In-text citations (or parenthetical citations) point your reader to specific entries on the References page.
In-text citation are placed throughout the body of your paper, whenever you quote, paraphrase, or summarize information from a source.
PARENTHETICAL CITATION EXAMPLES
One or two authors:
(Dunn & Diaz, 2008)
Three or more authors - list all authors in first instance then use et al. in subsequent citations:
(Phipps, Jones, Soto, & Blake, 2008)
(Phipps et al., 2008)
Organization as author:
(National Institutes of Health [NIH], 2011)
No author (for an article):
(“Economy Perks Up,” 2011)
Always give page number(s) for a quotation:
(Spesard, 1998, p. 16)
for more examples of in-text citations, see
Page numbers are necessary if you are using a direct quote, but are also recommended if you paraphrase. You can cite references either within the text, or at the end of a sentence.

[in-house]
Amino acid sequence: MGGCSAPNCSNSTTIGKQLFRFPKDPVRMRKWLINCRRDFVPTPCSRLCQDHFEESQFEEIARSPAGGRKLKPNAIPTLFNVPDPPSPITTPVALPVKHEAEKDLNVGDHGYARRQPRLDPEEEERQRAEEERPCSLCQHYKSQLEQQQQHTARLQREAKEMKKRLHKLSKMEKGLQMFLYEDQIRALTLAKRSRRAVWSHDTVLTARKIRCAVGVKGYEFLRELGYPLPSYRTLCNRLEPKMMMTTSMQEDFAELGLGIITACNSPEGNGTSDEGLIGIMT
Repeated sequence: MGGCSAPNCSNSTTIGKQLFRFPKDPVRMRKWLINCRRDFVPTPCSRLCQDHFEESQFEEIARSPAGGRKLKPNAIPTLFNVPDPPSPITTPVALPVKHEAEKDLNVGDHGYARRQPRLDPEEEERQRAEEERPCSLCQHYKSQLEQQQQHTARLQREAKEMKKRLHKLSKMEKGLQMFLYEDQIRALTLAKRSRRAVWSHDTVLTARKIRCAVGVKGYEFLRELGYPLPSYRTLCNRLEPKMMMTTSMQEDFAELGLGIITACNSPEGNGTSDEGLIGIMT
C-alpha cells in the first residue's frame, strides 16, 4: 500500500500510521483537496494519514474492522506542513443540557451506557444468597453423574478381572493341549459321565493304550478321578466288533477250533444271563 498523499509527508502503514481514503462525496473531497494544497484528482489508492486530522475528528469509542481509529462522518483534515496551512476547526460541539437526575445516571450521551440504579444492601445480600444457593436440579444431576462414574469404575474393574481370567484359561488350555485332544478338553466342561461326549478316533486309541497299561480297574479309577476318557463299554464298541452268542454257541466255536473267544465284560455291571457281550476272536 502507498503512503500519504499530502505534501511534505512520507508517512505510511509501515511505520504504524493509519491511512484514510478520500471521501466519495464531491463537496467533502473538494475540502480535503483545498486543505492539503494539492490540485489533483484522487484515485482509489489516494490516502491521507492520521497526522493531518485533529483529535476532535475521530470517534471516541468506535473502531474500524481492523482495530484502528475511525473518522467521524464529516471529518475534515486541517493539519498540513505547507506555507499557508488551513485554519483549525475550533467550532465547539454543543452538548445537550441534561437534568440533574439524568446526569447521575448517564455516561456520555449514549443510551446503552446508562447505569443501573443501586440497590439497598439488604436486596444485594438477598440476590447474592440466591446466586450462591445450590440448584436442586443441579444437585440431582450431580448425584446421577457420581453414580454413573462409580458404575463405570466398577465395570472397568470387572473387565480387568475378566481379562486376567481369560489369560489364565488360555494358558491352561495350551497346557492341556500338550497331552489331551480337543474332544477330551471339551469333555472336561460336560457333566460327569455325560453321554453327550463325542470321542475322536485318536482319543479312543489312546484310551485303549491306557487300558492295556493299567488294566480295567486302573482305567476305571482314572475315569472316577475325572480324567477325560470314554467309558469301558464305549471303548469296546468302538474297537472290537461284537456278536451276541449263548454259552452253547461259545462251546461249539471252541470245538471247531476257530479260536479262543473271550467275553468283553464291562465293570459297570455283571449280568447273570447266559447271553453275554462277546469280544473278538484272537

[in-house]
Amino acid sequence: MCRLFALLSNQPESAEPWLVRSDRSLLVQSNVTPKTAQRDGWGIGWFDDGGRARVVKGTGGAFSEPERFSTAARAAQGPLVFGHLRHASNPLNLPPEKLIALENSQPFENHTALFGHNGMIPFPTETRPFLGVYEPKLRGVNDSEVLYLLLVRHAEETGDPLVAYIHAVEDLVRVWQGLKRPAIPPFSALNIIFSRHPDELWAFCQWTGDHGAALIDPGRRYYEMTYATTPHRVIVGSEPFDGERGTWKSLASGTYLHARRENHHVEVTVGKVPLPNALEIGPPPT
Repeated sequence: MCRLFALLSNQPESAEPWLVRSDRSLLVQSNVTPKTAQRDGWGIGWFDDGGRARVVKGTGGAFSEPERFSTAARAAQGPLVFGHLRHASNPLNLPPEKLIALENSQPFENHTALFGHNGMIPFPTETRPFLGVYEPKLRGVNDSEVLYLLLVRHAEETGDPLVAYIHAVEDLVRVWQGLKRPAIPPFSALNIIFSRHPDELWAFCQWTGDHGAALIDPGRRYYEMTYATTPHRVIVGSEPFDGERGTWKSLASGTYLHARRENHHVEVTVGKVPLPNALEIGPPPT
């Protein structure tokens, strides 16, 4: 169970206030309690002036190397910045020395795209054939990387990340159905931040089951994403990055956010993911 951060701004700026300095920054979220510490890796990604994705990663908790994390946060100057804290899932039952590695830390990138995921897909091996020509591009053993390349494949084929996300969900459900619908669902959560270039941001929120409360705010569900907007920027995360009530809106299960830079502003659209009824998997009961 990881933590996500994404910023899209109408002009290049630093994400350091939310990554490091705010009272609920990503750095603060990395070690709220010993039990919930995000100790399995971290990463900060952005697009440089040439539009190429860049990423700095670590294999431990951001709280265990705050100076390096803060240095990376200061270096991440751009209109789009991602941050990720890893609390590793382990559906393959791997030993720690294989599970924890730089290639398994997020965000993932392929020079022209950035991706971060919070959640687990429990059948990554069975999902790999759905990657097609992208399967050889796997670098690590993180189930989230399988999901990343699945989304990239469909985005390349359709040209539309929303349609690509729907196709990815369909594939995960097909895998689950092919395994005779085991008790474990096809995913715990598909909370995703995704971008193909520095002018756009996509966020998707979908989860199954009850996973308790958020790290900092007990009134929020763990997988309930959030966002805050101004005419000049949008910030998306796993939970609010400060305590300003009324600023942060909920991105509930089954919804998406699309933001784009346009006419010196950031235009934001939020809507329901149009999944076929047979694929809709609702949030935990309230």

In-text citations include:
There are two ways to cite references:
(1) Within the text, with author name as part of a narrative:
Smith and Jones (2004) disputed the Committee’s conclusion that "funding the project was impractical" (p. 10).
(2) At the end of a sentence using author name and page number in parentheses:
Some researchers strongly dispute the Committee’s conclusion (Smith & Jones, 2004, p. 10).
On occasion, you may wish to cite a source within another source you are using. In this case, use the as cited in before the indirect source, and mention the source in the text:
Clark’s study (as cited in Smith & Jones, 1997, p. 10), indicates that…
In this situation, do not cite both articles. Instead, your References page will contain the article by Smith & Jones only. Clark is merely credited in the text of your paper. APA recommends using the original source when possible.